Anyway, this political gridlock until 2023 that the author spoke of is probably the worst case scenario for America. Should his prophecy come true, it would result in a politically paralyzed America that is unable to cope with the vast amount of upcoming changes in a timely fashion. The decline of the U.S. following the American century would be irreversible and permanent at that point which ironically would be the exact opposite of what the conservatives wanted to achieve. In the end, our “global power projection” military doctrine can only get us so far as more and more nations are acquiring the capabilities of “bloodying our nose” should it become necessary.

Posted by blah77 | Report as abusive

Bill, you apparently proceed from a position that only liberal Democratic action on issues is not defined as “gridlock”. The ability of the minority to defend itself from a majority is inherent in our form of government. It is intended to force compromise. That the Liberal Democrats and their arrogant President refuse to compromise is at the heart of todays “gridlock”. Look in the mirror and think back to when your party was in the minority and how useful a bit of applied gridlock was in controlling the excesses of the majority. This is America Bill. You may get to govern, but no one gets to rule.

Posted by AZWarrior | Report as abusive

Blah77 – concise and on-point. Everyone should note your thoughts. My compliments.

Posted by TheWhiteLine | Report as abusive

We don’t know why Eric Cantor lost, and the reason may be less his constituents’ embrace of Tea Party values and more his constituents’ disillusionment with Eric Cantor personally. By reputation, he has re-invented himself too many times. He lacks charisma (he almost has negative charisma), and he tends to alienate those who are not on his side politically. Plus, according to reports, he took his constituents for granted to the point where he spent election day horse trading in Washington instead of getting out the vote in Richmond. It may also be that Democrats crossed over to vote against Cantor in the Republican primary in order to punish him for dissing the President during the 2010-11 budget debates. (There was strong backing for a candidate running against Cantor in 2012, but Cantor was not defeated.) Cantor, after all, has long been a practitioner of scorched-earth politics. Live by the sword, die by the sword.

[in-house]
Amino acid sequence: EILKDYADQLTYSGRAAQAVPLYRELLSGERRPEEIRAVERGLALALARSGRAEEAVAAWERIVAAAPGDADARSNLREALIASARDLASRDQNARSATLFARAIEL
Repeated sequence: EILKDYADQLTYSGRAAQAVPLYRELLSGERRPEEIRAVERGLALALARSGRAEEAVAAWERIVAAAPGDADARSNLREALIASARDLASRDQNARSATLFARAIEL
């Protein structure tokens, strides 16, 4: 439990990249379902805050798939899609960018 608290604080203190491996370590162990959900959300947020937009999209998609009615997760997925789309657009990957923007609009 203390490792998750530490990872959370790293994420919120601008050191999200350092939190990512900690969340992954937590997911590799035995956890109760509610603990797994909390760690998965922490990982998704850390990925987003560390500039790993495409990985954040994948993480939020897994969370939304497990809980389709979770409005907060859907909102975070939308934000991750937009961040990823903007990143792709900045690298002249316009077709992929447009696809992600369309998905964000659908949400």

Posted by Bob9999 | Report as abusive

Somehow I get the impression that Bill Scneider doesn’t really like Republicans, nor would he like to see gridlock derailed if it meant a Republican president.

Posted by lostinla | Report as abusive

Gridlock is the cause of low turnout. When people get off their duffs and actually vote these losers out, then you’ll see real change.

Posted by highfive | Report as abusive

The Democrats won’t have to wait until 2023 to avoid gridlock.

Tea Party Republicans and Wall Street Republicans have divided and conquered their own party.

This is actually a tremendous opportunity for moderates in both parties. Some astute strategizing, negotiating and a little horse trading on both sides of the aisle could result in further marginaling the extreme right wing of the Republican Party in exchange for marginalizing the extreme left wing of the Democratic Party.

This is an opportunity for both parties to rebrand. It could even be fertile ground for the creation of viable new parties.

In my opinion, a best-case scenario would be the rapid demise of the current two party system in which publicly pushing hot button issues while quietly pandering to special interests substitutes for openly governing in the public interest.

Posted by breezinthru | Report as abusive

I keep looking, searching all the founders Documents, Constitution, BoR and now where do I find, Primary job of elected is to be reelected. There does seem to be a great deal of concern in the documents that elected are supposed to represent what is best for the people and nation.

Now if we could only get that enforced by law, as in no more money to the elections, and since that is impossible, the name of each donor, and lobbyists funding. How sad to see “gridlock” via “got to do something to get reelected”, AKA the fall of a once great nation, and if anyone cares to spend the time, such is already starting to nibble away at us, soon will come the big bites. My guess is so many here so uneducated they will never notice it, after all decades of 30% or so HS drop outs, finally starting to show up.

Posted by chuck2 | Report as abusive

to the clown that said get rid off all immigrants, how did your people get here? If we thought the way you did when they tried to emigrate to the US, you would not have had the luxury to be so stupid and racist.

Posted by midgick | Report as abusive

Gridlock is the inevitable result of partisan media. Although started by FOX it is prevalent on both sides.

Posted by thinker72 | Report as abusive

“to the clown that said get rid of immigrants…”

You miss the whole point. It’s not immigrants. It’s ILLEGAL immigrants. Many people trying to work their way through the immigration process legally. Let the illegals get in line instead of cutting to the front, blatantly disregarding the laws of this country.

Illegal immigration is a bi-partisan issue. Both Dems and Reps gain by cheap labor. That’ the real reason for political gridlock on this issue.

Posted by bbwyo | Report as abusive